Q. How did you uncover this story?
A. It was initially told to me by the then-11-year-old daughter of the woman in question. The woman was living in a retirement complex outside Los Angeles. I was living in Morocco. I hired a professional interviewer from the Shoah Foundation to take her testimony. I went to Mahdia and found her childhood friends. They told me, yes, Khalid Abdul Wahhab took the family off to the farm.... Later, I met someone from one of the other families to whom Khalid also provided refuge.
Q. Why have we never learned this chapter of history?
A. First, we didn't look too hard. Next, Arabs don't tell this side of the story and certainly they didn't want to be identified as those who rescued Jews. And so this part of history is largely airbrushed from Arab history books. Arabs are also prevented from understanding their history by their authoritarian governments.
Q. Are there deeper historical complexities at play here?
A. Finding such heroes could have a powerful political value for both Arabs and Jews. For Arabs, the idea of recognition of righteous Arabs confounds the deniers.... It also empowers those people who are subject more than anything else to ignorance more than conscious denial. Among Jews, Israelis, it offers a more real understanding of Arab choices during the Holocaust.
Q. What do you think drives the Holocaust denial of Iran's President Mahmoud Ahmadinejad?
A. The common Muslim narrative is that Israel was created as a way to expiate European guilt. Many Muslims don't want to discuss the Holocaust at all, since it is a slippery slope: If you start discussing the Holocaust, you end up validating Israel. [According to the Muslim way of thinking,] even if one agrees there was a Holocaust, it was the Europeans who were guilty, yet it was Muslims who paid the price. By arguing the Europeans don't have anything to be guilty of, Iran means that no one has to feel guilty when they destroy Israel.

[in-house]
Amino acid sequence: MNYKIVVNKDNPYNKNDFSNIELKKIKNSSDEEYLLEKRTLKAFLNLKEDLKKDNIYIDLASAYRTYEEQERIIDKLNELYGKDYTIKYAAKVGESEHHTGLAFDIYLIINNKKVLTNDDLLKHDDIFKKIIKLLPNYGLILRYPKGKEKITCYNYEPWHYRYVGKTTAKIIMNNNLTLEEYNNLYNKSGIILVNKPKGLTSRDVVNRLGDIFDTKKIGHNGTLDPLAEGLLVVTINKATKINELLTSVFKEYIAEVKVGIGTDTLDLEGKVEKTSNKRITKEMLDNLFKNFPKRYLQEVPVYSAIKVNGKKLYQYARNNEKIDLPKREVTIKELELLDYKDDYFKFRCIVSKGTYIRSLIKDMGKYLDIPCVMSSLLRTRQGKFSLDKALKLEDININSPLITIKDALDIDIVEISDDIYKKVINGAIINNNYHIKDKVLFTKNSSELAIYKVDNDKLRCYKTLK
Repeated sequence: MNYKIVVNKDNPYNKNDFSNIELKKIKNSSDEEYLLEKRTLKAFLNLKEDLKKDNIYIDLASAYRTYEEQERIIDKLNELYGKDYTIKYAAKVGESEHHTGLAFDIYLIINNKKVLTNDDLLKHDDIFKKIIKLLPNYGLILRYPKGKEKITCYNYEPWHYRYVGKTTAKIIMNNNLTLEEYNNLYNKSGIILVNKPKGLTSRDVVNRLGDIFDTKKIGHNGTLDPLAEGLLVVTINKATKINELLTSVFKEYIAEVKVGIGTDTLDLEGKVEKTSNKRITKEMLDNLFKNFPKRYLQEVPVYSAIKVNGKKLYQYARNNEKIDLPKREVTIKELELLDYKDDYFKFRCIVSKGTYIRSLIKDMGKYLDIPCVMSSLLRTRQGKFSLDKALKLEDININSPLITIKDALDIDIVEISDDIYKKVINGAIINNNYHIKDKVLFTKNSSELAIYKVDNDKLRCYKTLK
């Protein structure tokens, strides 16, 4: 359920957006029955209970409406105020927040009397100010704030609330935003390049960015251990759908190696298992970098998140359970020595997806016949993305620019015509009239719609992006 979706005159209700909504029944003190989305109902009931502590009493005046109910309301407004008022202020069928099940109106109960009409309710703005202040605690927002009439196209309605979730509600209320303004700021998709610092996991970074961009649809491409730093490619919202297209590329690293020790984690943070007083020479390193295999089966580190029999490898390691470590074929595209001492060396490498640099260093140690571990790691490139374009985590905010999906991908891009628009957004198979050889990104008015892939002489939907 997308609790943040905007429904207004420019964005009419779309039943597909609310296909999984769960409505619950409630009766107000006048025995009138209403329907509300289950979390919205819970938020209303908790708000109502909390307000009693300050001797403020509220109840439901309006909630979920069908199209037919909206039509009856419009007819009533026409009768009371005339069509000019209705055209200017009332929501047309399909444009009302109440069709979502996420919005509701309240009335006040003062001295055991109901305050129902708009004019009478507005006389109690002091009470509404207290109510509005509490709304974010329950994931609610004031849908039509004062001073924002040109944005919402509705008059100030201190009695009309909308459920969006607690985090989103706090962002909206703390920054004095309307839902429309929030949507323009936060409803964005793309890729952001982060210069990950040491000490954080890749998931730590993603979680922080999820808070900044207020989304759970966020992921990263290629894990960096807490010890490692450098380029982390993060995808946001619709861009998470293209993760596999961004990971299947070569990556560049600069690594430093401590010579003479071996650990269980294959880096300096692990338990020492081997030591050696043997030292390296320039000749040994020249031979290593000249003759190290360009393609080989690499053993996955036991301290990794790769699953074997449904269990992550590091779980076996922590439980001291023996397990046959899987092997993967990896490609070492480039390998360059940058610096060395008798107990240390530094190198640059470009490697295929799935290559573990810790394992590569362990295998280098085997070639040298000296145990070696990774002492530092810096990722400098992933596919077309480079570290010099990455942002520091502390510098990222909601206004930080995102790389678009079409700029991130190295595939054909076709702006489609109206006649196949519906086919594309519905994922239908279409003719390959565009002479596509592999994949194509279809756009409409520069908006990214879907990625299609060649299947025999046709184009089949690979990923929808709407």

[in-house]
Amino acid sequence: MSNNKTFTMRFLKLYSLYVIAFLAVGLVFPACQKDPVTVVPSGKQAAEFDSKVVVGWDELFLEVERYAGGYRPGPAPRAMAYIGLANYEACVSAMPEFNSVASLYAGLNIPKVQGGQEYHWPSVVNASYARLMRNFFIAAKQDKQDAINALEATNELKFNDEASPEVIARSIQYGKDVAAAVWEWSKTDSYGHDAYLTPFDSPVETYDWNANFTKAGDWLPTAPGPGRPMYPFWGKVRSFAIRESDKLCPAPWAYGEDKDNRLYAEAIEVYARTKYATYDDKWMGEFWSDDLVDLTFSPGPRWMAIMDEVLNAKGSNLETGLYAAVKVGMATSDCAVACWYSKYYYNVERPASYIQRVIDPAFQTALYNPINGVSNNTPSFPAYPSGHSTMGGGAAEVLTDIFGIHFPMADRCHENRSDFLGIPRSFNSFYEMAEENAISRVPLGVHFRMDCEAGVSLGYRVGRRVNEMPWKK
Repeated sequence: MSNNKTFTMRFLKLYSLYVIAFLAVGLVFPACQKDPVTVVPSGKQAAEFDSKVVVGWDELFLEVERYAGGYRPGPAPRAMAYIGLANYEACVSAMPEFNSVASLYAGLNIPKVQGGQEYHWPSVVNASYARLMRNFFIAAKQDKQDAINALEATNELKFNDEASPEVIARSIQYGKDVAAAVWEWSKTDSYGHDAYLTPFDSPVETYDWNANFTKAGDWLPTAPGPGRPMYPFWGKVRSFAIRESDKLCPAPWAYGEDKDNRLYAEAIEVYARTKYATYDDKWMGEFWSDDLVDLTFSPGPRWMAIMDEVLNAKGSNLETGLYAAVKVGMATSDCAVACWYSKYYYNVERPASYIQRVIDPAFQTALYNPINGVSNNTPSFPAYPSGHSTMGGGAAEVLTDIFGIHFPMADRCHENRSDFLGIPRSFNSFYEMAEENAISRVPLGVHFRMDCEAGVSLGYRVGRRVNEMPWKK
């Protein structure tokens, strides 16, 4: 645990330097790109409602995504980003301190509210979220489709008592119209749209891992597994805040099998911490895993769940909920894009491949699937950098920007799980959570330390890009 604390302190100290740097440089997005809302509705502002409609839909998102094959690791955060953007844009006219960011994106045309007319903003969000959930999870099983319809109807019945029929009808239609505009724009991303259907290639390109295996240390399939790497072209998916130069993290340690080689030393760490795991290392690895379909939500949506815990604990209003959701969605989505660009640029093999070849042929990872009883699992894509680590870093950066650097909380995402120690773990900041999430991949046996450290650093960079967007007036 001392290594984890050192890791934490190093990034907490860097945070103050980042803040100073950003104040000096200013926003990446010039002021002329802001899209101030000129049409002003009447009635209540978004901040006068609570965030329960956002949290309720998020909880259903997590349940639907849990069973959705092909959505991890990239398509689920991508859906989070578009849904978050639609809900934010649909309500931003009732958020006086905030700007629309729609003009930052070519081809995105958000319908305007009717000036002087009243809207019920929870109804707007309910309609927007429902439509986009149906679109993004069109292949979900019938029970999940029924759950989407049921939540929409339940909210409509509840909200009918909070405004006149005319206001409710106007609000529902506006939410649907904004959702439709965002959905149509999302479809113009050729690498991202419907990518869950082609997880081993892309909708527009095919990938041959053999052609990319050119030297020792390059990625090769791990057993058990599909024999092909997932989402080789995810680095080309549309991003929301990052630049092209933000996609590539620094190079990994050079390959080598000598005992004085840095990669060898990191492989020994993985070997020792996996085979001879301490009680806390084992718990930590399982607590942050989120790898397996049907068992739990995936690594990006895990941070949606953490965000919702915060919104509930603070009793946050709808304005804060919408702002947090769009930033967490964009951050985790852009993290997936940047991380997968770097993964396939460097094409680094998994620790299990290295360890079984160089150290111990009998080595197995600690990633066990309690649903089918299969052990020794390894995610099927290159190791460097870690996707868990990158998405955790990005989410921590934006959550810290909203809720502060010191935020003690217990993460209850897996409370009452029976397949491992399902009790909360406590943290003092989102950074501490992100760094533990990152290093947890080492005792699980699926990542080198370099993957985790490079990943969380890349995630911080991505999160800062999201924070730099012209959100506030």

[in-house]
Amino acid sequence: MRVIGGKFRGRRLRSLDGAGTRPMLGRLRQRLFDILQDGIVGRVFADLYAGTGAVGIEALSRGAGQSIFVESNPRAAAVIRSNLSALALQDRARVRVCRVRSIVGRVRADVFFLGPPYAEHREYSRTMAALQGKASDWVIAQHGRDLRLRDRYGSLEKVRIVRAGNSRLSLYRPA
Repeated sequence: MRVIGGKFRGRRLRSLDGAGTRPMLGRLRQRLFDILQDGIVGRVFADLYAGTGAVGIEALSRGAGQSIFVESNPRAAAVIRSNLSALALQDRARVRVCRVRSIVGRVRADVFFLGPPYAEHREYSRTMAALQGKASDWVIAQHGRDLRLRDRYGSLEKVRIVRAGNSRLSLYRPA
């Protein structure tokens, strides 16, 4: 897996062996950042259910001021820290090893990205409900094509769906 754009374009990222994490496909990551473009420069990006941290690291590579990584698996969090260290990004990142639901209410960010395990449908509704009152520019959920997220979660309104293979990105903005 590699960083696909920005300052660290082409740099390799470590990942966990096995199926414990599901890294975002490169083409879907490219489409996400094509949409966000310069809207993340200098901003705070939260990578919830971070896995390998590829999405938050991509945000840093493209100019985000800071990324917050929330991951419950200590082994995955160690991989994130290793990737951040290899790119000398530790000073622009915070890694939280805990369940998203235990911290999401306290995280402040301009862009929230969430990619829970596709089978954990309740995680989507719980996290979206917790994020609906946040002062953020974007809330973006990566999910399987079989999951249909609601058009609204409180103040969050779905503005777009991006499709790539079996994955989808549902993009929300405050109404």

Q. Can it work?
A. We should take it very seriously. Ahmadinejad is not just the most brazenly anti-Semitic leader since World War II, and not just someone talking about exterminating another member state of the United Nations, which should be a threat to all member states. He is the head of a country of 80 million people, a serious industrial power telling the world he has the motive, he has the intention and he is...trying to acquire the means.
Q. Do authoritarian Arab regimes make your message much harder to disseminate in those societies?
A. There are reasons to think that people of good will in Arab countries may take a second look, may recognize that they don't want to be in the same Holocaust denial boat as Ahmadinejad. I just spent three...remarkable days in Cairo. I gave several public lectures, four nationally televised interviews and even an address in Arabic at an official meeting of the Arab League. This meant many of the Arab League ambassadors heard my message concerning the Arab role in the Holocaust and the importance of this for Arab education, genocide prevention and why this should be in Arab educational curricula.
Q. How were you received?
A. I don't want to exaggerate; people didn't throw rose petals when I was walking through Cairo's streets. There was very heated discussion. The Syrian ambassador got up and said let's talk about the real genocide -- against the Palestinians. But the bottom line is, this is progress. This is a conversation that hasn't happened in 60 years in these countries.